# A Few Simple Python Reductions

I talk to a lot of people who are in what you might call the “intermediate beginner” stage of learning programming. They know the basic control structures—loops, conditionals, etc.—and are familiar with all of the basic datatypes—strings, ints, lists, etc. Perhaps most importantly, they’ve acquired the skill of googling for answers when they run into something they don’t yet know how to do.

However, one important part of writing code is readability—not just whether your program runs, or whether it gets the correct answer, but whether it’s readable and understandable to other people. I think readability is a bit harder to learn via googling, and maybe the only way to get really good is through large amounts of practice trying to write cleaner programs, but there are at least a few tips I can give that wouldn’t be obvious to a beginner, but help readability immensely.

I call what I’m doing here a “reduction” because we’re reducing the complexity of some expression in code. If, in math, I have the expression $$(a + b)(a + b) - 2ab = c^2$$, it’s a likely bet that reducing this to the equivalent $$a^2 + b^2 = c^2$$ is going to make the expression easier to work with, and more readable for others. A similar concept applies to reducing complexity out of our programs.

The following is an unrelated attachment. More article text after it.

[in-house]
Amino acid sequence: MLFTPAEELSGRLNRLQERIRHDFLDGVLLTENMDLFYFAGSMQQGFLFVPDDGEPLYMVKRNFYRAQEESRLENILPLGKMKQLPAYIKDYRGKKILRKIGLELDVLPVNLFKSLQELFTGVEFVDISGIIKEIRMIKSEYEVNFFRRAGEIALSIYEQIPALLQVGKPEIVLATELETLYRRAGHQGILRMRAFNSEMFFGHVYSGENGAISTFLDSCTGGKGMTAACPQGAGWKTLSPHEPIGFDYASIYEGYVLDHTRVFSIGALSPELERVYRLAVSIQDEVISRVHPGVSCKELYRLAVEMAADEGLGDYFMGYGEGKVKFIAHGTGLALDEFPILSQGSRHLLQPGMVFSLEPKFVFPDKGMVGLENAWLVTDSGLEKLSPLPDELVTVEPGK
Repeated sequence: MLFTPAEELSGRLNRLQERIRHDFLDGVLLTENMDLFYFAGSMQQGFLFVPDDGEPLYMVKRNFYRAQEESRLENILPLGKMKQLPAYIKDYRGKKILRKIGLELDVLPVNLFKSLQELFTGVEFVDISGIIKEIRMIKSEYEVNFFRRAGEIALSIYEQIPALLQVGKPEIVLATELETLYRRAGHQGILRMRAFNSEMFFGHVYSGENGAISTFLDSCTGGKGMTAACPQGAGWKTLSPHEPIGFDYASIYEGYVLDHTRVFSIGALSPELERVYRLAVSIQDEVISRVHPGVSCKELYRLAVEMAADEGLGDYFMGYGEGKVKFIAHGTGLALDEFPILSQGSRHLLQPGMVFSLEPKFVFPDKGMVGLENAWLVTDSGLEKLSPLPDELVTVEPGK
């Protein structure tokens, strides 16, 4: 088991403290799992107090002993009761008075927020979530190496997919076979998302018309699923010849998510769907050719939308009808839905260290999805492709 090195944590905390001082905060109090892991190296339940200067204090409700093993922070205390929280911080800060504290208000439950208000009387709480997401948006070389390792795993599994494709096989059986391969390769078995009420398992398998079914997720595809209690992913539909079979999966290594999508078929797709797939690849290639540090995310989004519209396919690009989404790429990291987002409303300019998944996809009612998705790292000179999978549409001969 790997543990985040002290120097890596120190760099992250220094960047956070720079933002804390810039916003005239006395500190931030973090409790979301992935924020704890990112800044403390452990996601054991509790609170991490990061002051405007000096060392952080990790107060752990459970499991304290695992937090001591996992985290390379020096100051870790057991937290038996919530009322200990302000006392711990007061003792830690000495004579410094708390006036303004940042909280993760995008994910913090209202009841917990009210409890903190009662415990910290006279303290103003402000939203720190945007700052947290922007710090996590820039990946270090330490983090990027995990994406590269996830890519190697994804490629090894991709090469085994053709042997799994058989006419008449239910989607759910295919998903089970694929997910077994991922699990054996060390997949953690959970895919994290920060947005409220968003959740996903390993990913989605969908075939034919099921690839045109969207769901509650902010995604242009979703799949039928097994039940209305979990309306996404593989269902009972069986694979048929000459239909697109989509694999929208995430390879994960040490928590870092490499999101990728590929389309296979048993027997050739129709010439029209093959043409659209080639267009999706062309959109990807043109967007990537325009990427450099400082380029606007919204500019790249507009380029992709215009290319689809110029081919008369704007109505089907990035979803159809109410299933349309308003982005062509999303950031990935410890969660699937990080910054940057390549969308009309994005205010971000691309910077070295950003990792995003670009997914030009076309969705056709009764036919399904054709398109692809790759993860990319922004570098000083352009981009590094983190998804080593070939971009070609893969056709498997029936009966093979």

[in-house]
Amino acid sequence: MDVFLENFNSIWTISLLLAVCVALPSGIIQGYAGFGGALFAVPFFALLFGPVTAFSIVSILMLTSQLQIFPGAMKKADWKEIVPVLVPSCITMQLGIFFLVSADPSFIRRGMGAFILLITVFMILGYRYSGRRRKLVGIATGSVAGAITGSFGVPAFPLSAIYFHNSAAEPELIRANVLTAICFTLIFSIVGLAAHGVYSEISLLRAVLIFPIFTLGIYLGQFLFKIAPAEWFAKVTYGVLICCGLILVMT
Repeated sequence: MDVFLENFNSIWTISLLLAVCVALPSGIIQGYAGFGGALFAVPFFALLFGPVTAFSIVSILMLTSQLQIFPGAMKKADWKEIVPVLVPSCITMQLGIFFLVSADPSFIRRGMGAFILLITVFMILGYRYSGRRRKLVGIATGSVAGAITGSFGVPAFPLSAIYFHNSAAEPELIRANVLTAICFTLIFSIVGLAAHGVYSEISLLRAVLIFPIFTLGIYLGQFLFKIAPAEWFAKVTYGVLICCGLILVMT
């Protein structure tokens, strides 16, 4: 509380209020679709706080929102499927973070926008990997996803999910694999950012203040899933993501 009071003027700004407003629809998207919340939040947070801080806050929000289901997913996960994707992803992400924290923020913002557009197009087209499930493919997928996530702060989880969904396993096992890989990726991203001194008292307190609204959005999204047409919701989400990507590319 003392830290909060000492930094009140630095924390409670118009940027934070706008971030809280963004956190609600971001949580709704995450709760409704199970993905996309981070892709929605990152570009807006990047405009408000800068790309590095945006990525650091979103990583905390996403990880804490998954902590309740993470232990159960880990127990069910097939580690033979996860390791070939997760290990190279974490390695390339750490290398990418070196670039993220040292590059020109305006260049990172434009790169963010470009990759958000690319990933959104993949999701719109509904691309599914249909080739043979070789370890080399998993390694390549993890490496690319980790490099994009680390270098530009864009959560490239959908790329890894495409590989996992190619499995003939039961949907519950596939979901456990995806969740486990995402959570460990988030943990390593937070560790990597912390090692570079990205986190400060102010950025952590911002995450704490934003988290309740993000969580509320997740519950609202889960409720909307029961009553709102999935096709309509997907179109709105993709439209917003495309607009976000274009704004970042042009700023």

Because so many people learn the basics with Python, I’ll use that for my examples.

## Not using unnecessary keywords

One of the most basic examples of clutter is using structures that can be omitted without changing how the program works at all. For example, functions that don’t return a value don’t need the word return at the end. These two functions will do the same thing:

def a():
pass
return

def b():
pass

A similar example might be the use of looping when indexing is really what you want. The following functions have the same functionality (so to speak), but the second is way cleaner and easier to read.

def first(items):
for index, item in enumerate(items):
if index == 0:
return item
def first(items):
return items[0]

You might think that this is a silly example, but it comes from real-world code. Probably, the programmer intended to use a loop, but ending up only needing the first item and forgot to clean up the looping construct. It’s easy to spot that kind of thing in these simplified examples, but harder in real code.

## Moving repeated code into a single place

Here’s a another lightly-modified example from real code:

def test(condition):
return condition == 'correct'

if test(condition):
data1 = input('Input: ')
else:
data1 = 'default1'

if test(another_condition):
data2 = input('Input: ')
else:
data2 = 'default2'

if test(a_third_condition):